Skip to main content

In 1935 Marianne Moore published a 29-line poem entitled "Poetry" (a slightly shortened version of a poem originally published in 1919) which included a detailed list of "important" and "genuine" phenomena worthy of being given a "place" within poetry. Also in 1935, Moore published a 3-line version of the "same" poem, which I quote in its entirety:

I, too, dislike it.

    Reading it, however, with a perfect contempt for it, one discovers in

    it, after all, a place for the genuine. (Selected 266-67)

By the appearance of The Complete Poems of 1967, the (earlier) long poem had become an endnote to the (later) short poem. The long poem, with its famous definition of poems as "imaginary gardens with real toads in them," together with its revisions, thus ends up enacting rather than prescribing the processes of selection, exclusion and inclusion by which poetry is constituted as a site or an enclosure for what is "real." All the messy details of "elephants pushing," "wild horse[s] taking a roll," "business documents and schoolbooks" which filled up the long version of "Poetry" are exiled from the homiletic simplicity of the condensed "Poetry." Yet the long version finds a new "place" as an addendum to its successor, setting into playa complex and paradoxical dialog between original and supplement, essence and detail, aphorism and description, restraint and excess, inside and outside—a dialog for which Moore's favorite staging ground throughout her poetry is the "imaginary garden" of Eden. What goes inside and what stays outside of "Poetry" raises the larger question of what—and who—belongs inside and outside of Poetry.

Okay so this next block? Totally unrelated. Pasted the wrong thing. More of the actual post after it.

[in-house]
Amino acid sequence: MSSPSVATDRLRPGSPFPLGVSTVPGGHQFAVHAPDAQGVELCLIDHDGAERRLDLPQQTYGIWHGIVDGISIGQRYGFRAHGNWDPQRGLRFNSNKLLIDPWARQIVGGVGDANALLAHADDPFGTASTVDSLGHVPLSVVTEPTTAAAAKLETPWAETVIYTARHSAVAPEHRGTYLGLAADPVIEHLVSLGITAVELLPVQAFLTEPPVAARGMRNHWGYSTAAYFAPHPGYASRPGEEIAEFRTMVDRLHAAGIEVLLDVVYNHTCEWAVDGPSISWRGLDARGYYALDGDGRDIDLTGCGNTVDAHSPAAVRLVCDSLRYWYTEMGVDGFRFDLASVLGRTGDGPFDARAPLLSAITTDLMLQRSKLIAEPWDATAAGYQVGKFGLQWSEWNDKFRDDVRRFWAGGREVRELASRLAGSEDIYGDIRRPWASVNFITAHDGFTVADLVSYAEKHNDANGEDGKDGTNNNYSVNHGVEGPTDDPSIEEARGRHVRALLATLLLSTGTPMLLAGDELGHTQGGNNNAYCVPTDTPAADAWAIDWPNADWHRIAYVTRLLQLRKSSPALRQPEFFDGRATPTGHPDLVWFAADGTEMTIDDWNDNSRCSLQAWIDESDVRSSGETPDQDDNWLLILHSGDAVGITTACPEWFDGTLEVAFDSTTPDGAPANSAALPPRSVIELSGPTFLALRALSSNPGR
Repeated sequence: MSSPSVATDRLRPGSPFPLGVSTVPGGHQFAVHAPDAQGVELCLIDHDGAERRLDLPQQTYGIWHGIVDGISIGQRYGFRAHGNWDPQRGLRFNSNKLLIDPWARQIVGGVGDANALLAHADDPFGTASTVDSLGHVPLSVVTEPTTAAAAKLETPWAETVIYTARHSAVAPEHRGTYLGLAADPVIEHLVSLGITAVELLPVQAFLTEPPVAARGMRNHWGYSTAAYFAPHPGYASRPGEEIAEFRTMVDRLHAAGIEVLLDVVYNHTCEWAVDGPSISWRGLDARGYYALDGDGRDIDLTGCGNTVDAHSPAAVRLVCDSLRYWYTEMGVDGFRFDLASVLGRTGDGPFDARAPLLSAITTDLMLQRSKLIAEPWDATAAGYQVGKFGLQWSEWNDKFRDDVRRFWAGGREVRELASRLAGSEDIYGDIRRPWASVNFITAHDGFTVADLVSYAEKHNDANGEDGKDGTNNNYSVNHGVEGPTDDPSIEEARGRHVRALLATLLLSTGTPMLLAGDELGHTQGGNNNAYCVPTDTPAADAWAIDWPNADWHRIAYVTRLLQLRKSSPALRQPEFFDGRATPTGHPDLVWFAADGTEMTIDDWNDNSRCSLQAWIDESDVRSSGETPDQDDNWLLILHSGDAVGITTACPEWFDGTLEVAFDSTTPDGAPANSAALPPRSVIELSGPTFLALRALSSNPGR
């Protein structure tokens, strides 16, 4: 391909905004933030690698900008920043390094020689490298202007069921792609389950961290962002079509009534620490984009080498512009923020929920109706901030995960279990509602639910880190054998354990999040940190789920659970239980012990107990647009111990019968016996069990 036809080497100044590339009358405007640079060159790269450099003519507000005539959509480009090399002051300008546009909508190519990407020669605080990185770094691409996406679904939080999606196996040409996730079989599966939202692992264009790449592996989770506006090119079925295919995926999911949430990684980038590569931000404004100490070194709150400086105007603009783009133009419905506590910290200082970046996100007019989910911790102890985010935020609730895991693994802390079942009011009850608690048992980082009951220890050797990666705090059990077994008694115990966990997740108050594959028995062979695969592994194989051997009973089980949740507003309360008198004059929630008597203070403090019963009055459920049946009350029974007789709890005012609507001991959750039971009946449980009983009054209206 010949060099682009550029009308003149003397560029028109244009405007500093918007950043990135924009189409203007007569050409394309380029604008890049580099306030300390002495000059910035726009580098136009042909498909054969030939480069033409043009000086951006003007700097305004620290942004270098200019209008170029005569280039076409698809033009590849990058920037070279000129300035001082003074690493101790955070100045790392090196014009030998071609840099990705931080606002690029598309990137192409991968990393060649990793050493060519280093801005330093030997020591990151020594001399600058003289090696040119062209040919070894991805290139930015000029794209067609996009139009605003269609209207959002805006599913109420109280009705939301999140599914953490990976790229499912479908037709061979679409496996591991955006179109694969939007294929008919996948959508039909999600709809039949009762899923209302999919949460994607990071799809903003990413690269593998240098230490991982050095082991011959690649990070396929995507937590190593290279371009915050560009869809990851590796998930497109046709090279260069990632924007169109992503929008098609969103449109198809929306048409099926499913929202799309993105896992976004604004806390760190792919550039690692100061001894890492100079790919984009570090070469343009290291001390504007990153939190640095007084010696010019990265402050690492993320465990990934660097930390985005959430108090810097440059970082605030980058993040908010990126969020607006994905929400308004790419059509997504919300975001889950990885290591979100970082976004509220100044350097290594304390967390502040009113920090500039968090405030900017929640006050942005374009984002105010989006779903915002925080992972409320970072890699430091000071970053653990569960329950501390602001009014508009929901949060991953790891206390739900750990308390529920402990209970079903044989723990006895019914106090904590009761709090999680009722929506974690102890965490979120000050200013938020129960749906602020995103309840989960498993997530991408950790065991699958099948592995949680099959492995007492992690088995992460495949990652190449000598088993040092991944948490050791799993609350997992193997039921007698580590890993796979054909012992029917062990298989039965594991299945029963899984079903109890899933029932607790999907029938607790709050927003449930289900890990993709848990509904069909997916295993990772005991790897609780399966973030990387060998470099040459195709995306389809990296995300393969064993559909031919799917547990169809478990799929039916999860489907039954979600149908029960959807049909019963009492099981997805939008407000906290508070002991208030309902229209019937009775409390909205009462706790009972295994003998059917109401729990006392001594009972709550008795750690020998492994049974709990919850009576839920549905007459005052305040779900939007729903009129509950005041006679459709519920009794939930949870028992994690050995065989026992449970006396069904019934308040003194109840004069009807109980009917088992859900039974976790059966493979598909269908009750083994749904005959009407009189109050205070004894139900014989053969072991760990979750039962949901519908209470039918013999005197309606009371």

From "The Many-Armed Embrace: Collection, Quotation, and Mediation in Marianne Moore's Poetry." SAGETRIEB 12.2